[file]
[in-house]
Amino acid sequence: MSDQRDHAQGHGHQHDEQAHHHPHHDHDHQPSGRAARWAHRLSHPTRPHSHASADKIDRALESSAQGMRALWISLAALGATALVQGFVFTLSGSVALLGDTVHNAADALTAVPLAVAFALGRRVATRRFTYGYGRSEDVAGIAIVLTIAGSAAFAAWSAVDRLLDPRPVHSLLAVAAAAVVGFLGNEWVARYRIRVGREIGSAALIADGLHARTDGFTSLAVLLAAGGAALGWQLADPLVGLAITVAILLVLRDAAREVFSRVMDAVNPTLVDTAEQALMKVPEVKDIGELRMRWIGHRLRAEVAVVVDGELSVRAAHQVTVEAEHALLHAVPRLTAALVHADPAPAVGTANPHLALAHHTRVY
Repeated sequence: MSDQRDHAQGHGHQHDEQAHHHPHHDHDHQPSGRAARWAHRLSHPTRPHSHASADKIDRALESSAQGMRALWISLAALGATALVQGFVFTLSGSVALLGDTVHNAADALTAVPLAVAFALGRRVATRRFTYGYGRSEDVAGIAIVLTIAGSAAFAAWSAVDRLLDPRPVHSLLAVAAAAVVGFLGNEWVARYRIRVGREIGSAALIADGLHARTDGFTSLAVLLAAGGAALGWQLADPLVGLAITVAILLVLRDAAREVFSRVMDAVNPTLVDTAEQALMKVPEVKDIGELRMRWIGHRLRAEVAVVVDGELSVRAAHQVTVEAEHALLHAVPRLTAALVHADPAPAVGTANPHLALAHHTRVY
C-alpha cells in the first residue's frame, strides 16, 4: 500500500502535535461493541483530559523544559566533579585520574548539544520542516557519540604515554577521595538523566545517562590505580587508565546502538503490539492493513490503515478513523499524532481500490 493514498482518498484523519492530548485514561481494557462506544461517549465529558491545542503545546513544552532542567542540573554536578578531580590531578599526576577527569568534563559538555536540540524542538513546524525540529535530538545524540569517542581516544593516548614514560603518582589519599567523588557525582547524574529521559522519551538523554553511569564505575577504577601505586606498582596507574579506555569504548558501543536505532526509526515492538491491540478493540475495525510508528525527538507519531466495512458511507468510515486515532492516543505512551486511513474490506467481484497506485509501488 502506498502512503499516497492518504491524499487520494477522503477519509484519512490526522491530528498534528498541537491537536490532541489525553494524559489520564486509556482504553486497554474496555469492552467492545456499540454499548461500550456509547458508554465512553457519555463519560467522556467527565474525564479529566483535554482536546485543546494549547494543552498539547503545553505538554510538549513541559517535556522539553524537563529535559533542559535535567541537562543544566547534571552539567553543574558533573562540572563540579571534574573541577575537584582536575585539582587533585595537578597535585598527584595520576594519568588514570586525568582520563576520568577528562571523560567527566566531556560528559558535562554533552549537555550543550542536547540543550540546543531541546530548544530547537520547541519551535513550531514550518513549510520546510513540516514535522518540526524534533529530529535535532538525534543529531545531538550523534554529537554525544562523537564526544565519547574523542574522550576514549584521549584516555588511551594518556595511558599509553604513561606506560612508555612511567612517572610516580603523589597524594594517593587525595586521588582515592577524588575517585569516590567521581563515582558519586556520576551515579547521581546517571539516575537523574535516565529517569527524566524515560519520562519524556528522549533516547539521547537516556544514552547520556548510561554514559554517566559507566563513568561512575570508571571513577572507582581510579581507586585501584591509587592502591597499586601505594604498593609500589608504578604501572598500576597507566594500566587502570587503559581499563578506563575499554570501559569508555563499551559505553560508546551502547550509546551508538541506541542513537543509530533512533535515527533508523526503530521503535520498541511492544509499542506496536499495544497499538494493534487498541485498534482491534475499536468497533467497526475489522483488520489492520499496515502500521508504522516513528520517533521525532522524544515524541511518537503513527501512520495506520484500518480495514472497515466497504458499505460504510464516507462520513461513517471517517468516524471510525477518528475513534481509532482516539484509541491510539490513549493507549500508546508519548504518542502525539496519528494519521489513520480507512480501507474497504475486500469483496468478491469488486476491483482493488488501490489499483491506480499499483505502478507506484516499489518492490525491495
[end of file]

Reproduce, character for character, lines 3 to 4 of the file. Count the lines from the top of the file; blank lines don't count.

Repeated sequence: MSDQRDHAQGHGHQHDEQAHHHPHHDHDHQPSGRAARWAHRLSHPTRPHSHASADKIDRALESSAQGMRALWISLAALGATALVQGFVFTLSGSVALLGDTVHNAADALTAVPLAVAFALGRRVATRRFTYGYGRSEDVAGIAIVLTIAGSAAFAAWSAVDRLLDPRPVHSLLAVAAAAVVGFLGNEWVARYRIRVGREIGSAALIADGLHARTDGFTSLAVLLAAGGAALGWQLADPLVGLAITVAILLVLRDAAREVFSRVMDAVNPTLVDTAEQALMKVPEVKDIGELRMRWIGHRLRAEVAVVVDGELSVRAAHQVTVEAEHALLHAVPRLTAALVHADPAPAVGTANPHLALAHHTRVY
C-alpha cells in the first residue's frame, strides 16, 4: 500500500502535535461493541483530559523544559566533579585520574548539544520542516557519540604515554577521595538523566545517562590505580587508565546502538503490539492493513490503515478513523499524532481500490 493514498482518498484523519492530548485514561481494557462506544461517549465529558491545542503545546513544552532542567542540573554536578578531580590531578599526576577527569568534563559538555536540540524542538513546524525540529535530538545524540569517542581516544593516548614514560603518582589519599567523588557525582547524574529521559522519551538523554553511569564505575577504577601505586606498582596507574579506555569504548558501543536505532526509526515492538491491540478493540475495525510508528525527538507519531466495512458511507468510515486515532492516543505512551486511513474490506467481484497506485509501488 502506498502512503499516497492518504491524499487520494477522503477519509484519512490526522491530528498534528498541537491537536490532541489525553494524559489520564486509556482504553486497554474496555469492552467492545456499540454499548461500550456509547458508554465512553457519555463519560467522556467527565474525564479529566483535554482536546485543546494549547494543552498539547503545553505538554510538549513541559517535556522539553524537563529535559533542559535535567541537562543544566547534571552539567553543574558533573562540572563540579571534574573541577575537584582536575585539582587533585595537578597535585598527584595520576594519568588514570586525568582520563576520568577528562571523560567527566566531556560528559558535562554533552549537555550543550542536547540543550540546543531541546530548544530547537520547541519551535513550531514550518513549510520546510513540516514535522518540526524534533529530529535535532538525534543529531545531538550523534554529537554525544562523537564526544565519547574523542574522550576514549584521549584516555588511551594518556595511558599509553604513561606506560612508555612511567612517572610516580603523589597524594594517593587525595586521588582515592577524588575517585569516590567521581563515582558519586556520576551515579547521581546517571539516575537523574535516565529517569527524566524515560519520562519524556528522549533516547539521547537516556544514552547520556548510561554514559554517566559507566563513568561512575570508571571513577572507582581510579581507586585501584591509587592502591597499586601505594604498593609500589608504578604501572598500576597507566594500566587502570587503559581499563578506563575499554570501559569508555563499551559505553560508546551502547550509546551508538541506541542513537543509530533512533535515527533508523526503530521503535520498541511492544509499542506496536499495544497499538494493534487498541485498534482491534475499536468497533467497526475489522483488520489492520499496515502500521508504522516513528520517533521525532522524544515524541511518537503513527501512520495506520484500518480495514472497515466497504458499505460504510464516507462520513461513517471517517468516524471510525477518528475513534481509532482516539484509541491510539490513549493507549500508546508519548504518542502525539496519528494519521489513520480507512480501507474497504475486500469483496468478491469488486476491483482493488488501490489499483491506480499499483505502478507506484516499489518492490525491495